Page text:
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A 13-year-old boy developed tetracycline-induced photo-onycholysis while receiving doxycycline.
The boy had periodontal disease, and started doxycycline; his antibacterial dosage was approximately 20 mg/day, as he broke the 100mg tablet into four pieces, probably losing some of the drug. He loved to play pinball while at the beach, and his thumbs were pointed upwards, thus being the most sun-exposed. A week later, he reported pain on the tips of his fingers and toes [duration of treatment to reaction onset not clearly stated]. Upon examination, he had onycholysis and haemorrhages of the proximal part of the nails. A half-moon-shaped and distally concave separation surrounded by a pigmented zone was more pronounced on his thumbs than on his other fingernails. The temporal correlation with drug intake and the clinical appearance of the nail changes led to the diagnosis of tetracycline-induced photo-onycholysis.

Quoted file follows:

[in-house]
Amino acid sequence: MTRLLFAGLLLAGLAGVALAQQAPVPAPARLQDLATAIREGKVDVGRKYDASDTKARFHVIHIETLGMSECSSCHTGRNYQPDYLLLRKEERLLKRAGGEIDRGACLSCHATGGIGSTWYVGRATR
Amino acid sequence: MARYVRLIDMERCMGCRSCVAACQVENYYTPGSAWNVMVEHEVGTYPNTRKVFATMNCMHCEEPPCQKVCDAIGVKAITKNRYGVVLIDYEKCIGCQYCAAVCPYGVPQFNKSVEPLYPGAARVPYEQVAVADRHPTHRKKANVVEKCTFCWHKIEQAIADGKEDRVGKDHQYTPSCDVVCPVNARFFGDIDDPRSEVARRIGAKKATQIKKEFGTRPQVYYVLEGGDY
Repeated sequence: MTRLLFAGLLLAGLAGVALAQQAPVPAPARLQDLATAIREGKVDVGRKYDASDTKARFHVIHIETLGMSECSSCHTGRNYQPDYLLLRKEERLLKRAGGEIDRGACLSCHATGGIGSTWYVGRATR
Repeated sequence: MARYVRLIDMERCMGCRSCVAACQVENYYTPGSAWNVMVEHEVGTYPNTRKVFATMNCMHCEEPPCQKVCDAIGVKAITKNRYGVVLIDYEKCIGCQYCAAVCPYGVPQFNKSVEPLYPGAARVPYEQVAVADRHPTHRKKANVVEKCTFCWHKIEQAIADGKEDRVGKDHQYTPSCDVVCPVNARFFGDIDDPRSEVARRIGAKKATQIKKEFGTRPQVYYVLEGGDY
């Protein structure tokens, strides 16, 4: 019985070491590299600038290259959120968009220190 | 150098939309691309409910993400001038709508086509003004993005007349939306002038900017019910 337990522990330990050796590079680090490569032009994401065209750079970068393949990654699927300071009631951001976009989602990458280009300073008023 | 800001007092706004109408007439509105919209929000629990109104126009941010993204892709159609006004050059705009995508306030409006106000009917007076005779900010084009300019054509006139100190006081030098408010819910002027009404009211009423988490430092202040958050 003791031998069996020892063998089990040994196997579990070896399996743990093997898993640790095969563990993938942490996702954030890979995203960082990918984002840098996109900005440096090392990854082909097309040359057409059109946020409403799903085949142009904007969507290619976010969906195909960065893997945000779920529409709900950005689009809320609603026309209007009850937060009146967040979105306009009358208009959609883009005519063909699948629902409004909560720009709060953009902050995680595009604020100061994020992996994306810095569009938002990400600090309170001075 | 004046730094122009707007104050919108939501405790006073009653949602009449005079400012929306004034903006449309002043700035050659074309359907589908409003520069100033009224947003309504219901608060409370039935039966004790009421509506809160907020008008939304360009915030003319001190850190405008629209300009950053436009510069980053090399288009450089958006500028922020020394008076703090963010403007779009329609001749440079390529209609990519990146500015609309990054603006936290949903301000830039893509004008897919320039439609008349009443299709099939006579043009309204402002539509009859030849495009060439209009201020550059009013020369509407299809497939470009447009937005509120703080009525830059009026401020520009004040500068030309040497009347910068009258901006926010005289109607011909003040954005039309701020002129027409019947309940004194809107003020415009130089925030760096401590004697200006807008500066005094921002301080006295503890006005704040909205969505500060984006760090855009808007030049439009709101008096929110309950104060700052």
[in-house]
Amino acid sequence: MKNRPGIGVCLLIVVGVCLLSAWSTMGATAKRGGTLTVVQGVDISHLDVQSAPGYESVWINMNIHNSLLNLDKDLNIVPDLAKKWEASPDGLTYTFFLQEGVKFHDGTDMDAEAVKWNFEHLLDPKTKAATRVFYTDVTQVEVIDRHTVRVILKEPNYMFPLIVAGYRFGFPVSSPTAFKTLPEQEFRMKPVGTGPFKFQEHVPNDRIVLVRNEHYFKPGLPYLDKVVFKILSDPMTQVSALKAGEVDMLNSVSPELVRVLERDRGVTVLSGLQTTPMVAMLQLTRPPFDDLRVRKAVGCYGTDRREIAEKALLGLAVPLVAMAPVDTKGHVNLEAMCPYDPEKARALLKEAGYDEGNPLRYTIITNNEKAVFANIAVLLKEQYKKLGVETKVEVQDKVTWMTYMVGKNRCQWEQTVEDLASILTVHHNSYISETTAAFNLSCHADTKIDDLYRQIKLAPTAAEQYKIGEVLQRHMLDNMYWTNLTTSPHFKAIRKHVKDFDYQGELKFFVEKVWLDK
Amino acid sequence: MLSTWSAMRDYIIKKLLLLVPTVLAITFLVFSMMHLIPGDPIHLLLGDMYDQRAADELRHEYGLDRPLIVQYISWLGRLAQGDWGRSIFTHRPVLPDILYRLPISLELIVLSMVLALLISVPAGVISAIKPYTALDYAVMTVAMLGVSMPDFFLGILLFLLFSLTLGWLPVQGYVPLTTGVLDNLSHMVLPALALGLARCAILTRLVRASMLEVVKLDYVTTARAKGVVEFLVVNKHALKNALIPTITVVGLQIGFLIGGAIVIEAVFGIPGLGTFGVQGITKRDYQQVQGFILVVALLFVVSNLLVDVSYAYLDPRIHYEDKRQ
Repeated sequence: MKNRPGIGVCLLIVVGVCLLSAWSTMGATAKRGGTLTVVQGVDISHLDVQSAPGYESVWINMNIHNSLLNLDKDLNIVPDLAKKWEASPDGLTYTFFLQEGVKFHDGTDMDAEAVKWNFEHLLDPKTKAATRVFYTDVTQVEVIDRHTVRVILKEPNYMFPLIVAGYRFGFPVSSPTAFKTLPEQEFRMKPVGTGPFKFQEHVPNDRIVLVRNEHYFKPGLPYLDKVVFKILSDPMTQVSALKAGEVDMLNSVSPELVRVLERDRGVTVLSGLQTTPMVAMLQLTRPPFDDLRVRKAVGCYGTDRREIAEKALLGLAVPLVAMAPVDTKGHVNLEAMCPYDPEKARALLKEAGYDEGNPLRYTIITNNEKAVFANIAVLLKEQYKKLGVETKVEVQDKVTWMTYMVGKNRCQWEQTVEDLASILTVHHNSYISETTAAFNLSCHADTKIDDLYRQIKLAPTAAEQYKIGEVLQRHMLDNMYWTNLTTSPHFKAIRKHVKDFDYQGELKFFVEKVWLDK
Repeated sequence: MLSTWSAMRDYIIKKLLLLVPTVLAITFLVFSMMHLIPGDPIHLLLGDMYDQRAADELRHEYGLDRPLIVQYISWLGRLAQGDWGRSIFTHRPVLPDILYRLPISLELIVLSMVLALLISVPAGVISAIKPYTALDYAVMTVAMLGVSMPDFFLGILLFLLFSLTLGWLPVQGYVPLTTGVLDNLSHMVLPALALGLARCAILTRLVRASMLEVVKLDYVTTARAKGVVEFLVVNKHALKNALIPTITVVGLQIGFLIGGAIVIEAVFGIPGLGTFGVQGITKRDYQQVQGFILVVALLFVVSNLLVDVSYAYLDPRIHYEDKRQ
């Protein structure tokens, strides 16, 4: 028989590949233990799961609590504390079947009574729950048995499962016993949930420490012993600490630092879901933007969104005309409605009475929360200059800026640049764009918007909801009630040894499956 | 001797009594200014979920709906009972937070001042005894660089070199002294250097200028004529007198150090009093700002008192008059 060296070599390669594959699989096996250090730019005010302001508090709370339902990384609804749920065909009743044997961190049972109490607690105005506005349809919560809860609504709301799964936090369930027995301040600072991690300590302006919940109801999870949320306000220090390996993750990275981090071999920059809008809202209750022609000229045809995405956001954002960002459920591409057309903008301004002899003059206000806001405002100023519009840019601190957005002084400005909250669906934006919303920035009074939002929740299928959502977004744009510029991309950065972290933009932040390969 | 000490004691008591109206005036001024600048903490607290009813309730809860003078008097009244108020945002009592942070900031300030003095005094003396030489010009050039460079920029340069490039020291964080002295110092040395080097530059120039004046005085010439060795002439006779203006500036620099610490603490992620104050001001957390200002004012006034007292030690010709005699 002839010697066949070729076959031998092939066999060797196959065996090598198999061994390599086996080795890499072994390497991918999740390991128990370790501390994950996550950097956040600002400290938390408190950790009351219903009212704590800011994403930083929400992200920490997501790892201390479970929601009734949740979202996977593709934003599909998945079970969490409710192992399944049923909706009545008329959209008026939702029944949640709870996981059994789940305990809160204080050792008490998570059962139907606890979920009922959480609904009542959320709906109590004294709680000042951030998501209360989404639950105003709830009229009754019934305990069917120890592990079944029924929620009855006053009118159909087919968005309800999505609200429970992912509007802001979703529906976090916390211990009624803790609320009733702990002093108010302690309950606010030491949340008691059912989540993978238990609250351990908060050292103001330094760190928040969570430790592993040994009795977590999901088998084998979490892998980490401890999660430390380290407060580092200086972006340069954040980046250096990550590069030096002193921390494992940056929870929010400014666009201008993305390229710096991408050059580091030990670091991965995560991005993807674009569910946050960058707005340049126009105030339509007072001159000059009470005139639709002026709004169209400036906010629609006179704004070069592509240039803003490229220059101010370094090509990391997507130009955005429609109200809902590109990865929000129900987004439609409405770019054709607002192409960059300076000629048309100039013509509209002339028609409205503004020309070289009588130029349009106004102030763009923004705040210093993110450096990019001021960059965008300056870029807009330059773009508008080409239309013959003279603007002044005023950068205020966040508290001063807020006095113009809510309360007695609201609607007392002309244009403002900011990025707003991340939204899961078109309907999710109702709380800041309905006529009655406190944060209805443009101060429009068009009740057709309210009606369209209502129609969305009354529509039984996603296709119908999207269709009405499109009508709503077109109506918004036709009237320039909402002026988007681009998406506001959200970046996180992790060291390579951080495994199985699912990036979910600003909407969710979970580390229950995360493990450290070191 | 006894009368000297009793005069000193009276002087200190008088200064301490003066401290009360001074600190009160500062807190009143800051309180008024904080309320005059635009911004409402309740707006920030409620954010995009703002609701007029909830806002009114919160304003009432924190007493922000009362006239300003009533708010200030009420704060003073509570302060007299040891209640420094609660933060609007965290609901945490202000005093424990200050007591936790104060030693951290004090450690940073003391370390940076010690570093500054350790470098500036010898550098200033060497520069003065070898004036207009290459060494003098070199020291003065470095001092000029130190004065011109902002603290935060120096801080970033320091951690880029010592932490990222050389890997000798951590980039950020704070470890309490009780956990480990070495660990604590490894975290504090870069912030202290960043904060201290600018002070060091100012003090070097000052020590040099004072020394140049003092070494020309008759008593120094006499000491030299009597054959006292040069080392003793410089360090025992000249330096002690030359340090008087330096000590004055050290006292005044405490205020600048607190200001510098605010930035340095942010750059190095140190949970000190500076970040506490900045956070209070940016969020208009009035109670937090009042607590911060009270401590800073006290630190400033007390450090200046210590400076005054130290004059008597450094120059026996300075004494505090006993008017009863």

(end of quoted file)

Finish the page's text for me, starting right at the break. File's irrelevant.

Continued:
Doxycycline was withdrawn on the 10th day of treatment. Four weeks later, the b ...
Volume 1486, Issue 1 , p 15
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